Eye in the Sky: Joey Meier enjoys multiple roles with Brad Keselowski
Throughout the 2018 season Motorsport.com will spotlight the winning spotter from various Monster Energy NASCAR Cup, Xfinity and Camping World Truck series races.
This week, Motorsport.com caught up with veteran spotter and pilot Joey Meier, who helped Brad Keselowski pick up his first win of the season last Sunday at Darlington (S.C.) Raceway.
Meier, originally from South Florida, has been with Keselowski over a decade now spotting first with him part-time in 2006 and full-time with the former Monster Energy NASCAR Cup Series champion since 2010.
How long have you been spotting?
I started spotting back in 1998 on the superspeedways and road courses when they used to use a spotter on the backstretch of the restrictor-plate tracks. I was spotting for Martin Truex Jr. in 2004 and 2005 when he drove for Chance 2 and when he moved up to the Cup Series I spotted for him in 2006. Around that time, I was asked to help spot for a young driver for Keith Coleman Racing and that driver was Brad. When I worked with him I noticed he did a great job driving for an underfunded team.I also spotted some for him part-time when he was with JR Motorsports and then I teamed up with him full-time in 2010.
How did you team up with Brad Keselowski full-time?
At the end of the 2009 season, Brad was looking for a spotter and pilot and it just worked out. He also bought his own plane in 2011 that I fly for him and we fly probably around 200-220 hours a year together.
What is the most challenging aspect of your job as a spotter?
Every track is different and you have to be prepared for every race. Restrictor-plate races are much different than road courses and you have to be able to adapt to the tracks and situations. Spotting today is totally different than what it was like a decade ago. Our responsibilities have changed as well. There’s more to it than just going up on the roof and putting on a radio.
Do you spot for anyone besides Brad during a race weekend?
When Brad is not racing I also spot some for Austin Cindric on restrictor-plate tracks in the Xfinity Series races.
How do you help keep your driver calm during a race?
I feel like my job is to defuse any volatile situation before it starts or gets out of hand. Our job is to be the elevator music for the driver to help keep them calm, if I get excited I know I need to count to ‘3’ and let it go. I also try and give Brad information such as lapped cars and working around them and also looking ahead for anything I feel would help us on the track.
What is the most rewarding part of your job?
Anytime you get into racing you want to win. I’ve been lucky enough to win races in all three NASCAR national series. You first want to win a race, and then multiple races and then a championship. I’ve been blessed enough to reach the pinnacle in all three series by being a part of championship winning teams.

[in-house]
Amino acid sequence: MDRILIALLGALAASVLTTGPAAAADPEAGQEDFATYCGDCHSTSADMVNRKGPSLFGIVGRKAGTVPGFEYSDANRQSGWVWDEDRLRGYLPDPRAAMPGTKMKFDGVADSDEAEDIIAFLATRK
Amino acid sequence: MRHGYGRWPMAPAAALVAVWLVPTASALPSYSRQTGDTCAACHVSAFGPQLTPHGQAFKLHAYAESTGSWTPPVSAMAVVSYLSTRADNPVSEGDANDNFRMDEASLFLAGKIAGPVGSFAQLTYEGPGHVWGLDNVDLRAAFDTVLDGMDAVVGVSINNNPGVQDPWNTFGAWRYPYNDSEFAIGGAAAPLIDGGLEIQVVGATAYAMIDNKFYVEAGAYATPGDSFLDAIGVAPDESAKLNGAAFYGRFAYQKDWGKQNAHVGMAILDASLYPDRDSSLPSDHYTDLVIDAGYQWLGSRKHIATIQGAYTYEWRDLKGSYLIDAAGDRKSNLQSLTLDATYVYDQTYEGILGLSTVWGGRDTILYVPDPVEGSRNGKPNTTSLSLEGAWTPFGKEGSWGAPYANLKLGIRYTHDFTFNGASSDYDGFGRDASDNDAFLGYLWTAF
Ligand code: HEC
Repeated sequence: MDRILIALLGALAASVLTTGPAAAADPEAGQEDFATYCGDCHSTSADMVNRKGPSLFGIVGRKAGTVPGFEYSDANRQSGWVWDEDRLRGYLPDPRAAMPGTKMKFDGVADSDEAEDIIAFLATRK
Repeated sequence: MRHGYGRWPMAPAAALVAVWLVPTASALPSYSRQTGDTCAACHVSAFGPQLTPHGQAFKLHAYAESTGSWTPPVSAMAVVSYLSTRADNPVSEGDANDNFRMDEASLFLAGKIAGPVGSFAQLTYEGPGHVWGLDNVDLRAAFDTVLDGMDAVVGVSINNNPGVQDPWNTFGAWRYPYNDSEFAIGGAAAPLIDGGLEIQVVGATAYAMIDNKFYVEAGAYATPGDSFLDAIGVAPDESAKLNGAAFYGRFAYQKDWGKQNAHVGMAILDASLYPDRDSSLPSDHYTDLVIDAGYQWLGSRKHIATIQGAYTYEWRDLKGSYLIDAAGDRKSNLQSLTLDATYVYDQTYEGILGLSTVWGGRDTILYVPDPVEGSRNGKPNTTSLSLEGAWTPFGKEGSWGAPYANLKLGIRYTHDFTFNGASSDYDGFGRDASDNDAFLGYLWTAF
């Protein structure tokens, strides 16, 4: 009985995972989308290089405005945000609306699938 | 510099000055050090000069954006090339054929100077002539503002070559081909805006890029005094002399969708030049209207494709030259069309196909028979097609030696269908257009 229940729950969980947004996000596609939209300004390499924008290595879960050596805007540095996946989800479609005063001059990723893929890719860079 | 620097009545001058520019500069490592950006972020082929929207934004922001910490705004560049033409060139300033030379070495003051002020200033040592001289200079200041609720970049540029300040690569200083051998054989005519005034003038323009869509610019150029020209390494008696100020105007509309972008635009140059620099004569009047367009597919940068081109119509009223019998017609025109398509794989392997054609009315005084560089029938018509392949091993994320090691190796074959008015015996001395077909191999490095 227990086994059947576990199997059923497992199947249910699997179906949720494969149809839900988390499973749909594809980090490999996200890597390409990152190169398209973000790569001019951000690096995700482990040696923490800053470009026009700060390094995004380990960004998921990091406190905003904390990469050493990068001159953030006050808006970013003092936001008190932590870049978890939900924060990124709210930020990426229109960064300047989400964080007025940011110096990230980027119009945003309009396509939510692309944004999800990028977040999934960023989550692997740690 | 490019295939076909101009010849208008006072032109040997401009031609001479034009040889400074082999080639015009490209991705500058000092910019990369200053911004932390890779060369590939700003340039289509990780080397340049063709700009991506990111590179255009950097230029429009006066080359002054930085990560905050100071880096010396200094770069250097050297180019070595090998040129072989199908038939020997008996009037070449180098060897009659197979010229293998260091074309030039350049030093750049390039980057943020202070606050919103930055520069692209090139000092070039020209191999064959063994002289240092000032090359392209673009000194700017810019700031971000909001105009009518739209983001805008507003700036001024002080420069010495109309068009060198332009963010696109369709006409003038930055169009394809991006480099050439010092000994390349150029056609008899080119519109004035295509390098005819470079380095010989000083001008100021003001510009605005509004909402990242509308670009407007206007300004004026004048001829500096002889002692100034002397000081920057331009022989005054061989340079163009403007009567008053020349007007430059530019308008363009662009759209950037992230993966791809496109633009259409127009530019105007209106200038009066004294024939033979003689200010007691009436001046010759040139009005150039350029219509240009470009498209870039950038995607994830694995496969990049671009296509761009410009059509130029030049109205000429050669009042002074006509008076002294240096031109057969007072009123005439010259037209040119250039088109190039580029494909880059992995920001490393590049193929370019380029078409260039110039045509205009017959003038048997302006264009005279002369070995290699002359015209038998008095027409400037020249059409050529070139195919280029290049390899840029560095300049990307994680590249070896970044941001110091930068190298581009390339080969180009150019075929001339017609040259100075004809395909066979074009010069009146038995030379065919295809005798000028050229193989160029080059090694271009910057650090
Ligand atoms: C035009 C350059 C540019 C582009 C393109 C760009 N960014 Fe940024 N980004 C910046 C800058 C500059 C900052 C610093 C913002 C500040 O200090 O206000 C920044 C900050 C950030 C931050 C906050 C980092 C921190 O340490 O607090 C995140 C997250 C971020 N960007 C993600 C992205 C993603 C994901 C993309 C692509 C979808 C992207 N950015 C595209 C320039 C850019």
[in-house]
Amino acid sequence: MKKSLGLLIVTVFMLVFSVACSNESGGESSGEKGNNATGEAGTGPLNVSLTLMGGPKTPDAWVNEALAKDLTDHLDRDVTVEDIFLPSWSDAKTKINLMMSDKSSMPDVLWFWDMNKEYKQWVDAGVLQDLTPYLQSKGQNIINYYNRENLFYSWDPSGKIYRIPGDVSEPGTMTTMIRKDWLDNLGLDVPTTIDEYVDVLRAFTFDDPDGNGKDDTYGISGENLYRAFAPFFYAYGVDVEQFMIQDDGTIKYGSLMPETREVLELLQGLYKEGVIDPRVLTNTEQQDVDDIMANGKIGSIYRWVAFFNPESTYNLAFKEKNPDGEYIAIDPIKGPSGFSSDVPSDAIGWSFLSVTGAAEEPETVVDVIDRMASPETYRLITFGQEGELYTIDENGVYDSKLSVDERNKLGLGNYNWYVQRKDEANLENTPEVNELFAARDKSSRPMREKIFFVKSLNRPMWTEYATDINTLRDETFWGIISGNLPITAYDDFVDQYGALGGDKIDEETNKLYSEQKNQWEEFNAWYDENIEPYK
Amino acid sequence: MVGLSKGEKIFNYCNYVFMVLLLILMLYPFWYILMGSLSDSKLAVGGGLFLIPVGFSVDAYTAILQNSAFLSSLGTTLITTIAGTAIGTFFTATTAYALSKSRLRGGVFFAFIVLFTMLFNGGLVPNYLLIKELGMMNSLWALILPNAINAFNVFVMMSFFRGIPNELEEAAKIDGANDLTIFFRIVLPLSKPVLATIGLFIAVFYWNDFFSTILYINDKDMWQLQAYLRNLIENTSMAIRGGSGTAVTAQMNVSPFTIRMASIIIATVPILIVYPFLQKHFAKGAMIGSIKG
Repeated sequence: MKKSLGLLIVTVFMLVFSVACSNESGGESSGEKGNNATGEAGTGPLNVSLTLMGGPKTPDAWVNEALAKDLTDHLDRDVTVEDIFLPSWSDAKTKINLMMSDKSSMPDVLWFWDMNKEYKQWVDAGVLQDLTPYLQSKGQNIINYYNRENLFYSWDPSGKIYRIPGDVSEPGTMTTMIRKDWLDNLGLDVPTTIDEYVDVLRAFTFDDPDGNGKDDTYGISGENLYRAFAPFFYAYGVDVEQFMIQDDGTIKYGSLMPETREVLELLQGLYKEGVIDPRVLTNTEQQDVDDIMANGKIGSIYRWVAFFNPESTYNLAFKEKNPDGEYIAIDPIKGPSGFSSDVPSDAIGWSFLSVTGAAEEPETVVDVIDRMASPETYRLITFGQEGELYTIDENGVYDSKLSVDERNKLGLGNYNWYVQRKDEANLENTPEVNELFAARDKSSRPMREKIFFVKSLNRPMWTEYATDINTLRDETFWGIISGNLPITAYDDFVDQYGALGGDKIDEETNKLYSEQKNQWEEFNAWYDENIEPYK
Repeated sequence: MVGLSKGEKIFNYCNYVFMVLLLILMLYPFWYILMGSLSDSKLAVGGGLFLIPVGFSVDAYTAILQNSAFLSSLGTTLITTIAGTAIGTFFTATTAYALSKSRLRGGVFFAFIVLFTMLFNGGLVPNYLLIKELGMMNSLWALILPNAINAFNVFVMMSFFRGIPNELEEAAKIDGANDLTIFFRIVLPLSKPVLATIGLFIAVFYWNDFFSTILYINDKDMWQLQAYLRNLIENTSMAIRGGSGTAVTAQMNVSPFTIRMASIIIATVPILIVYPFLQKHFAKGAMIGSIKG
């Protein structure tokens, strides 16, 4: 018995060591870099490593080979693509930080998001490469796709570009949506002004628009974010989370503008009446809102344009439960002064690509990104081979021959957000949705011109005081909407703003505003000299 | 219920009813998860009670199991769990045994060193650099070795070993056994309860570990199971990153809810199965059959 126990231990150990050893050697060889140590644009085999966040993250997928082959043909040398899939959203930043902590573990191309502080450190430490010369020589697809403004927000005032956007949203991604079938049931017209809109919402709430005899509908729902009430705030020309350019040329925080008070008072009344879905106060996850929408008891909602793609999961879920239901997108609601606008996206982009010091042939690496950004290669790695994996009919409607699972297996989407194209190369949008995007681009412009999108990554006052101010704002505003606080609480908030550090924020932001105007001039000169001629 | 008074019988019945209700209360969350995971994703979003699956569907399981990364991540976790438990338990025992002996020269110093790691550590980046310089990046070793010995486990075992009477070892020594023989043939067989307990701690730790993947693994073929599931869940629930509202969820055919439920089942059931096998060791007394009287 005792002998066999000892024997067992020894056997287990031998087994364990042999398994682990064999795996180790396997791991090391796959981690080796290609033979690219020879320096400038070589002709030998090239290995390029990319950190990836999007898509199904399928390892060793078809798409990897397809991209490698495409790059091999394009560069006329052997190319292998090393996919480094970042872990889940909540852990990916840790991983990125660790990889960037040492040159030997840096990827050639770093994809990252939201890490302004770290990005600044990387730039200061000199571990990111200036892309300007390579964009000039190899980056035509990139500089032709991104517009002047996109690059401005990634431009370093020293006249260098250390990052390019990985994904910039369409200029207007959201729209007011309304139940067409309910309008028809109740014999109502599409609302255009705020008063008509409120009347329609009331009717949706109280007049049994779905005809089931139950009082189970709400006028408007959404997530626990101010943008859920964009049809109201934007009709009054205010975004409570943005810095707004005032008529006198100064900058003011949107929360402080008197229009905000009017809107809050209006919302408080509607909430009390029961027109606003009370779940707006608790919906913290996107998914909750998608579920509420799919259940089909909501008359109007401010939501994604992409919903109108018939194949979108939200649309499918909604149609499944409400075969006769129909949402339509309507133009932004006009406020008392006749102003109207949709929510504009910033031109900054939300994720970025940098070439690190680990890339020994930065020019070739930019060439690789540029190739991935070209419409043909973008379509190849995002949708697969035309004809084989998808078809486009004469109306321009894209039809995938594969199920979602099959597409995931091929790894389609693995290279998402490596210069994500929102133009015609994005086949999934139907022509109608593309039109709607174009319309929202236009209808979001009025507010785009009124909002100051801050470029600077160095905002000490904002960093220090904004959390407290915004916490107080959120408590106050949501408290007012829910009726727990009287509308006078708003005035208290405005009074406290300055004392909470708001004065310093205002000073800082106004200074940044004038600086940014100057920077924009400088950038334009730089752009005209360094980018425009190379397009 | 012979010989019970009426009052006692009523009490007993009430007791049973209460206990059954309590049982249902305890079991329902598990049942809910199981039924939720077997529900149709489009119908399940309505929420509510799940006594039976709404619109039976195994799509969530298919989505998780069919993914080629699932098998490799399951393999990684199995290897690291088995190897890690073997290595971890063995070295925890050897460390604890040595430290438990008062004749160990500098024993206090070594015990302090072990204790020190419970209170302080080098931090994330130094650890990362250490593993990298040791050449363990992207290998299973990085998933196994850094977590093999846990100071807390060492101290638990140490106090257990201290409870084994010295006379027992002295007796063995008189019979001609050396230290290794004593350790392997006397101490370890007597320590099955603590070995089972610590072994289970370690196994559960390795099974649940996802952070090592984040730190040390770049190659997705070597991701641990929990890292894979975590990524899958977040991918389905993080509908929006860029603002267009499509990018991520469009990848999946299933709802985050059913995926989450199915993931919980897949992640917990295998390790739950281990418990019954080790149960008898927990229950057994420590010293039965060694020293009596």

You grew up around racing and actually drove in some races at your home track in Florida. Do you feel your experience helps and have you ever wanted to be a driver?
I used to work on cars growing up and going to Hialeah Speedway. I took auto mechanic classes in high school and my dad raced some as well. In fact he qualified for the final race on Daytona Beach in 1958. I raced street stocks and won a race but I always thought I would be a mechanic more than a driver. I think my experience as a mechanic helps me understand when things are happening with the car or I might notice something about the car and I can relay it to our crew chief or Brad during the race.
Do you feel some of your training as a pilot helps you as a spotter?
I do. There’s so much more to flying a plane than the average person might realize just like there’s more to spotting than most race fans realize. You can’t have a bad day flying or spotting and the mentality of both is a lot alike.
You never read about pilots unless something bad happens and the same is true for spotters. When I fly, I’m managing a lot of things at once and the same is true for spotting. All we can do is our job and never get talked about which means things went well.
What is something the fans might not realize a spotter goes through working each weekend?
A lot of fans might not realize how much spotters prepare now before they even get to the race track. It’s so much more than just going up to the roof on race day and putting on a radio.
I participate in meetings, watch races and prepare detailed notes for each race that we use in our team meetings at the track and during the week in the shop. I also work on my own radios and I designed my own headset. It’s a cool job but very few can do it.
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